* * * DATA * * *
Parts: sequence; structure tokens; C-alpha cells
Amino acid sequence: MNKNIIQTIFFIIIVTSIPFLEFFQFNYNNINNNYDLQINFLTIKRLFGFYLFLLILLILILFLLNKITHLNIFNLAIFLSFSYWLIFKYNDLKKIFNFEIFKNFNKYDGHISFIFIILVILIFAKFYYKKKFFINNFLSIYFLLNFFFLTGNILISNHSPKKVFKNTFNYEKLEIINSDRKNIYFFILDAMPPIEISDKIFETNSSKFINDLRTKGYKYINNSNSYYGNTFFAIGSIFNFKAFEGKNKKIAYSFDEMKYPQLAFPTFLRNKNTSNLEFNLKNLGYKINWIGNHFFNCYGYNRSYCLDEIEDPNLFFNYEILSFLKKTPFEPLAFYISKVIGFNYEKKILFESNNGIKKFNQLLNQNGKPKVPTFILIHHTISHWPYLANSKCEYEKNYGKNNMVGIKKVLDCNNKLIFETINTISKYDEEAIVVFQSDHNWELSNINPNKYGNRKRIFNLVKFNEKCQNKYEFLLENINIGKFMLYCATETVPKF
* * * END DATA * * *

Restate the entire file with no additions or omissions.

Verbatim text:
Parts: sequence; structure tokens; C-alpha cells
Amino acid sequence: MNKNIIQTIFFIIIVTSIPFLEFFQFNYNNINNNYDLQINFLTIKRLFGFYLFLLILLILILFLLNKITHLNIFNLAIFLSFSYWLIFKYNDLKKIFNFEIFKNFNKYDGHISFIFIILVILIFAKFYYKKKFFINNFLSIYFLLNFFFLTGNILISNHSPKKVFKNTFNYEKLEIINSDRKNIYFFILDAMPPIEISDKIFETNSSKFINDLRTKGYKYINNSNSYYGNTFFAIGSIFNFKAFEGKNKKIAYSFDEMKYPQLAFPTFLRNKNTSNLEFNLKNLGYKINWIGNHFFNCYGYNRSYCLDEIEDPNLFFNYEILSFLKKTPFEPLAFYISKVIGFNYEKKILFESNNGIKKFNQLLNQNGKPKVPTFILIHHTISHWPYLANSKCEYEKNYGKNNMVGIKKVLDCNNKLIFETINTISKYDEEAIVVFQSDHNWELSNINPNKYGNRKRIFNLVKFNEKCQNKYEFLLENINIGKFMLYCATETVPKF